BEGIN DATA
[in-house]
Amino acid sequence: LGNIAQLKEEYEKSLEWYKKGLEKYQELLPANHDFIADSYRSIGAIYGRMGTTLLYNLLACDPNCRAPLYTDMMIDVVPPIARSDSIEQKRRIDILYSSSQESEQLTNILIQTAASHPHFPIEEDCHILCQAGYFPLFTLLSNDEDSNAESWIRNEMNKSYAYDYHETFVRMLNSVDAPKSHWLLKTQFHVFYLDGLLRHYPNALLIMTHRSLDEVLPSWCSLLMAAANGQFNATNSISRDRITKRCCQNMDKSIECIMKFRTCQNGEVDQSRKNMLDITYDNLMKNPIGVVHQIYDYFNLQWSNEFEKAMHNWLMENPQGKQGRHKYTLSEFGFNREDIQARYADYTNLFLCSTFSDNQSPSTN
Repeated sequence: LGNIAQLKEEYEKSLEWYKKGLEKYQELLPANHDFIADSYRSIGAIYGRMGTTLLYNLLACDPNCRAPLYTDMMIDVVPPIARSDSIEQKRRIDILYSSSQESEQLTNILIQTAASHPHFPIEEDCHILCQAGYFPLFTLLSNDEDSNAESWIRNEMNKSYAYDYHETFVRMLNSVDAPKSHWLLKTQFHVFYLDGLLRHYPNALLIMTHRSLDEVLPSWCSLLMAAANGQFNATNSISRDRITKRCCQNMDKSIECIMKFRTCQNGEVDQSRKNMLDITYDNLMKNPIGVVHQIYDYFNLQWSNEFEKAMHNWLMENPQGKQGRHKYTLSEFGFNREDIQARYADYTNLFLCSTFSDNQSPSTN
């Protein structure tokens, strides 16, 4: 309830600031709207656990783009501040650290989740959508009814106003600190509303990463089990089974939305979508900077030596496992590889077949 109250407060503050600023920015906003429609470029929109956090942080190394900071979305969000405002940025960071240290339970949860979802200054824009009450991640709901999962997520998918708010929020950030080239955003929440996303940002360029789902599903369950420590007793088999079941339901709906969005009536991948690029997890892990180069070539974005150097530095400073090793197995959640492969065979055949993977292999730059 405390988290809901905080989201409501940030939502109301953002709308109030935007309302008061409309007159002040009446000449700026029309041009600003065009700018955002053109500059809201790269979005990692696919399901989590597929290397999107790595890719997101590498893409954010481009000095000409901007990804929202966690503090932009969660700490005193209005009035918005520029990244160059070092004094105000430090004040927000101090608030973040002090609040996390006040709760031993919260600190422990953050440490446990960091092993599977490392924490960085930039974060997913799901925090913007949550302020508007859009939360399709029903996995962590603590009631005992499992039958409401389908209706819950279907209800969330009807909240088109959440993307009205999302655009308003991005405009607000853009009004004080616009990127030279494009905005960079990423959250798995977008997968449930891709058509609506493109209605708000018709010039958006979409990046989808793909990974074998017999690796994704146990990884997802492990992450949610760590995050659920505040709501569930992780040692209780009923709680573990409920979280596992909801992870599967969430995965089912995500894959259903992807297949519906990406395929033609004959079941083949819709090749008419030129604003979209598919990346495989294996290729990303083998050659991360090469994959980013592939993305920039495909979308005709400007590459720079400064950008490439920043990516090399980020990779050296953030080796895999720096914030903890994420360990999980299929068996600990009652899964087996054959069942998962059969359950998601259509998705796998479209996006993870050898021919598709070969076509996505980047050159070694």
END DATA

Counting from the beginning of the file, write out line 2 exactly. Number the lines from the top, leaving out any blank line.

Amino acid sequence: LGNIAQLKEEYEKSLEWYKKGLEKYQELLPANHDFIADSYRSIGAIYGRMGTTLLYNLLACDPNCRAPLYTDMMIDVVPPIARSDSIEQKRRIDILYSSSQESEQLTNILIQTAASHPHFPIEEDCHILCQAGYFPLFTLLSNDEDSNAESWIRNEMNKSYAYDYHETFVRMLNSVDAPKSHWLLKTQFHVFYLDGLLRHYPNALLIMTHRSLDEVLPSWCSLLMAAANGQFNATNSISRDRITKRCCQNMDKSIECIMKFRTCQNGEVDQSRKNMLDITYDNLMKNPIGVVHQIYDYFNLQWSNEFEKAMHNWLMENPQGKQGRHKYTLSEFGFNREDIQARYADYTNLFLCSTFSDNQSPSTN